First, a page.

‘Doing good in silence’
Real-estate investor Ric Lewis on boosting diversity in the workplace Michael O’Dwyer
‘My parents taught me a long time ago the real pleasure of doing things exceptionally well, even when no one’s watching and applauding you’
‘When I got here 20 years ago it felt like the United States in the Seventies. There was a lot of social interaction between different ethnicities and races but there wasn’t much power mixing. In the halls of opportunity and access the lights were pretty dim.”
Ric Lewis, the American-born founder of Tristan Capital, believed to be Britain’s biggest black-owned business, says equality has improved in the UK since he arrived from the US – but it still has a long way to go.
The real estate investor, whose firm manages assets worth more than €10bn (£8.9bn) in the UK and Europe, has had a busy pandemic.
The destruction of the retail and hospitality sector, the acceleration of online shopping and the explosion of working from home have upended the commercial property sector. Coupled with a deep recession, the change in working and shopping habits could decimate demand for offices and retail units. “In the short term, we’re going to need less office space,” says Lewis from his Hampstead home. “In the long term, I’m betting on human nature.”
The 57-year-old admits his economic interest in the continued use of offices, but says people will return once it is safe. “If you’re working from home and there are some people working in the office, human nature is going to make you worried that you’re not in the room where it happens.”
An online workplace would also hurt those starting out, Lewis argues. “If you are from an under-resourced or under-represented community and you don’t have those networks, how do you get them established?”
Racism and the underrepresentation of black communities have risen to the top of the political and business agenda following global protests sparked by the killing of George Floyd, a black man, by a white police officer in Minneapolis in May. Lewis has said previously that he does not want to be “the champion of diversity”, preferring to promote equality quietly. One of his favourite hoodies carries the slogan “do good in silence”.
“My parents taught me a long time ago the real pleasure of doing things exceptionally well, even when no one’s watching and applauding you,” he says.
But he says the momentum behind calls to boost equality since Floyd’s death was a chance to “supercharge” the work of the Black Heart Foundation, a charity that Lewis founded and where he is chairman.
The foundation, which has supported 100 people from underrepresented communities through higher education since 2013, launched an appeal last month to raise £1m so that another 100 can have the same opportunity.
Lewis and the charity’s board have promised to match the first £500,000 of donations and he says the funding target is close to being met.
The foundation is seeking donations from the public but also relies on Lewis’s own network. The 6ft 10in former college basketballer counts former Australian cricket captain Shane Warne among his best friends. Rugby World Cup winner Matt Dawson and former England cricket captain Michael Vaughan are trustees of the charity.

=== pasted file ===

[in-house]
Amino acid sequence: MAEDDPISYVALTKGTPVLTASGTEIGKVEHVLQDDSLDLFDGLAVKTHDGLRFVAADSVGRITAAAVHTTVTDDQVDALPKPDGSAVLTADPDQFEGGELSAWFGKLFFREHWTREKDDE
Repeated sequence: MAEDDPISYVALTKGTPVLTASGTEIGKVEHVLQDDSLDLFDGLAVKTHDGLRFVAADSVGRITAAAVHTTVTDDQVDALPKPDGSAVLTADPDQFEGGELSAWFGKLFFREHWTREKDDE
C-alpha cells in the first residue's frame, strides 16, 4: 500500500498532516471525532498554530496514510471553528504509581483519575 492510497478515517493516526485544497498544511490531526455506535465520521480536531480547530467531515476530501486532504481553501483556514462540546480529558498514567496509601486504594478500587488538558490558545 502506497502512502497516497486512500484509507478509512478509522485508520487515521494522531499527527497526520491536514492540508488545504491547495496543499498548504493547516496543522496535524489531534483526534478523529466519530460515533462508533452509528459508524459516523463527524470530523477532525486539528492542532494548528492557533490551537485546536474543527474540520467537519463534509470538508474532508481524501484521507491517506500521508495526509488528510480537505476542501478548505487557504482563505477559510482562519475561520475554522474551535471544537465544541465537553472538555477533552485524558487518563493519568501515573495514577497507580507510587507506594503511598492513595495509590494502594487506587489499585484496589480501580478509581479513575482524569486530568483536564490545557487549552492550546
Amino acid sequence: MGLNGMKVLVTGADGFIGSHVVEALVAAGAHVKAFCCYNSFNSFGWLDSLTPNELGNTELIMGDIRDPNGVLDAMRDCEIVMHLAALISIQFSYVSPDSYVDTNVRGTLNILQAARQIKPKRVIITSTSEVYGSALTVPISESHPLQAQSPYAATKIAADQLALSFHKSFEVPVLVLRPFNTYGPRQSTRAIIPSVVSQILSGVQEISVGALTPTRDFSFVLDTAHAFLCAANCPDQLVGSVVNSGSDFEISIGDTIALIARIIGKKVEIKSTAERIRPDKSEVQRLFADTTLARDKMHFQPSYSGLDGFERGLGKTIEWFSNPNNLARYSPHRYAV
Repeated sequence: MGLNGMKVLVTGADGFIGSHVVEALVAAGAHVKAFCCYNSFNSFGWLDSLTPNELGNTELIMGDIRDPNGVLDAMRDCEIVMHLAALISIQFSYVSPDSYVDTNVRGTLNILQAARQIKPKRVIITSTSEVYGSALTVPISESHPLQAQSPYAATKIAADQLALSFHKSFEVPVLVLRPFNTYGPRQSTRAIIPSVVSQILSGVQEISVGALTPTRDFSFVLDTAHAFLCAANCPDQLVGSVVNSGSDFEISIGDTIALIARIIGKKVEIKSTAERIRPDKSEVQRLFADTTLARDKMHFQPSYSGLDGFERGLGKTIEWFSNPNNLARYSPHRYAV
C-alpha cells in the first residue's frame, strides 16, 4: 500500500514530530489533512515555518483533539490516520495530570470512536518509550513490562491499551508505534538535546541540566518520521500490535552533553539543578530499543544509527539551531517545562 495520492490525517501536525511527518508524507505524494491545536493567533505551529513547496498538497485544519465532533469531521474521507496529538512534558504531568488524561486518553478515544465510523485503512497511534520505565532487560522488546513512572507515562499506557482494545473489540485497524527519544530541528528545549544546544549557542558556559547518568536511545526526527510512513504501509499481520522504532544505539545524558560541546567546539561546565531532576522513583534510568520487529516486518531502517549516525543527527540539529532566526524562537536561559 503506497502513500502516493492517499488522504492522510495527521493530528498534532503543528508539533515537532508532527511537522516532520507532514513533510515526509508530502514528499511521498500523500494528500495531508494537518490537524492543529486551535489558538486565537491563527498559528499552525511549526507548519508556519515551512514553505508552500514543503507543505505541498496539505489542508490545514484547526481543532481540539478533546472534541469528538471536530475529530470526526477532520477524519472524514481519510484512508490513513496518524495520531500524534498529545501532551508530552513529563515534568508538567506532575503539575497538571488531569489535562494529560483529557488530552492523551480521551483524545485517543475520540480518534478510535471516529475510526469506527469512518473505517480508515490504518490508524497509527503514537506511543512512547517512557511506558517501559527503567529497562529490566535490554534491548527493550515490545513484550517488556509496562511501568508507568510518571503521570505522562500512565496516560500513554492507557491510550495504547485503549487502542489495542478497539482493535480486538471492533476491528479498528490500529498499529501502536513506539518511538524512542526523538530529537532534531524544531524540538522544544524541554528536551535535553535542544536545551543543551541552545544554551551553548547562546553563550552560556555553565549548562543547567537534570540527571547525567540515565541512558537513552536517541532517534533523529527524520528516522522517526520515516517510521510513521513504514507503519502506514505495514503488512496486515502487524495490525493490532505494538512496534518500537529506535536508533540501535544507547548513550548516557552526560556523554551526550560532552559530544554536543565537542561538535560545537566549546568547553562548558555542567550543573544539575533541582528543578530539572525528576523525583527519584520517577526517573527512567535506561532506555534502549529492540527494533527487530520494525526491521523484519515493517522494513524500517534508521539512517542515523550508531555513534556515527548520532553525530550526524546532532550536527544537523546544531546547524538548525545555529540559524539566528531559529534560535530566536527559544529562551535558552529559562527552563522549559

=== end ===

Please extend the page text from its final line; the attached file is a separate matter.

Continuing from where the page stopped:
Lewis, who joined the board of investment and savings firm Legal & General as a non-executive director in June, understands the importance of human relationships in creating opportunities and increasing the “pitiful” number of people from ethnic minorities in boardrooms.
He argues that “good, well-meaning” directors are often slow to hire minority candidates because they don’t know where to find qualified people who are not white and fear diluting the quality of their boards.
“What I’m trying to do with the Black Heart Foundation is grow the ranks so that you can’t help but run into people [from minorities],” he says. “We’re trying to grow an army of people so you feel like ‘they’re at my front door, they’re in my back garden, they’re on my street, they’re everywhere you look’ and you can’t argue they do not have the quality, the education, the experience.”
Access to capital is another barrier Lewis wants to tackle. “There’s a problem – you can’t get money till you’ve had money and invested money. Which either is really good because people are looking for a track record, or it’s an amazing way to keep newcomers out of being in the game.”
Studies show that minority-led businesses receive capital less often. Lewis is chairman of the investment committee of Impact X, which funds start-ups led by BAME entrepreneurs.
He invokes the adage that the man who owns the gold makes the rules. Helping people from underrepresented communities to build businesses can give them the “economic power to make change and make rules – not to exclude anyone else, but just to be in the conversation [and] get a vote in the room where it happens”, he says.
“If you want to get it done, you can get it done. I don’t mean it’s overnight, but it is possible. You just have to want to do it and think it’s valuable for the community that you’re in.”
Ric Lewis, founder of Tristan Capital, says an online-only workplace would create even more barriers for under-represented communities